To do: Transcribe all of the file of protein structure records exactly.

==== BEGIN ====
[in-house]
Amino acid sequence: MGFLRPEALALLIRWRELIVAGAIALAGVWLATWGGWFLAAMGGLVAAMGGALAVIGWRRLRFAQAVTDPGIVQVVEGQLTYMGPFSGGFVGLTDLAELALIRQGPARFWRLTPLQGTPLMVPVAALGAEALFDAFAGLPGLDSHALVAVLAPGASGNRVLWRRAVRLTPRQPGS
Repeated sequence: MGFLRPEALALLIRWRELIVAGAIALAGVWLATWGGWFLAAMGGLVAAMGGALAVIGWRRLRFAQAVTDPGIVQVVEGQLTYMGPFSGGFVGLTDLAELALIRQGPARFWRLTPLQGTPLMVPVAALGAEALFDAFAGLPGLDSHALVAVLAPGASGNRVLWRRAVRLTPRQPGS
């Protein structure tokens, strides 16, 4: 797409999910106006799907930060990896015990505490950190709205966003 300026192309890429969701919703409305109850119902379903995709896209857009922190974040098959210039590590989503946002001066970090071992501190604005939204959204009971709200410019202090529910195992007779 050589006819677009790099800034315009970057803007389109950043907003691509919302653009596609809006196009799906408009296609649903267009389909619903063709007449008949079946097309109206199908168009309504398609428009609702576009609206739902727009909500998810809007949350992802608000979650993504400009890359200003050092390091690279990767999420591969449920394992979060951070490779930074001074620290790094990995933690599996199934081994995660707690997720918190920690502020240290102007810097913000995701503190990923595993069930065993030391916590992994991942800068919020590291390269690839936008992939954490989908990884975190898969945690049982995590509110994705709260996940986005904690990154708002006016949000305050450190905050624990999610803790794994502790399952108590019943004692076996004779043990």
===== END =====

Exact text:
[in-house]
Amino acid sequence: MGFLRPEALALLIRWRELIVAGAIALAGVWLATWGGWFLAAMGGLVAAMGGALAVIGWRRLRFAQAVTDPGIVQVVEGQLTYMGPFSGGFVGLTDLAELALIRQGPARFWRLTPLQGTPLMVPVAALGAEALFDAFAGLPGLDSHALVAVLAPGASGNRVLWRRAVRLTPRQPGS
Repeated sequence: MGFLRPEALALLIRWRELIVAGAIALAGVWLATWGGWFLAAMGGLVAAMGGALAVIGWRRLRFAQAVTDPGIVQVVEGQLTYMGPFSGGFVGLTDLAELALIRQGPARFWRLTPLQGTPLMVPVAALGAEALFDAFAGLPGLDSHALVAVLAPGASGNRVLWRRAVRLTPRQPGS
């Protein structure tokens, strides 16, 4: 797409999910106006799907930060990896015990505490950190709205966003 300026192309890429969701919703409305109850119902379903995709896209857009922190974040098959210039590590989503946002001066970090071992501190604005939204959204009971709200410019202090529910195992007779 050589006819677009790099800034315009970057803007389109950043907003691509919302653009596609809006196009799906408009296609649903267009389909619903063709007449008949079946097309109206199908168009309504398609428009609702576009609206739902727009909500998810809007949350992802608000979650993504400009890359200003050092390091690279990767999420591969449920394992979060951070490779930074001074620290790094990995933690599996199934081994995660707690997720918190920690502020240290102007810097913000995701503190990923595993069930065993030391916590992994991942800068919020590291390269690839936008992939954490989908990884975190898969945690049982995590509110994705709260996940986005904690990154708002006016949000305050450190905050624990999610803790794994502790399952108590019943004692076996004779043990």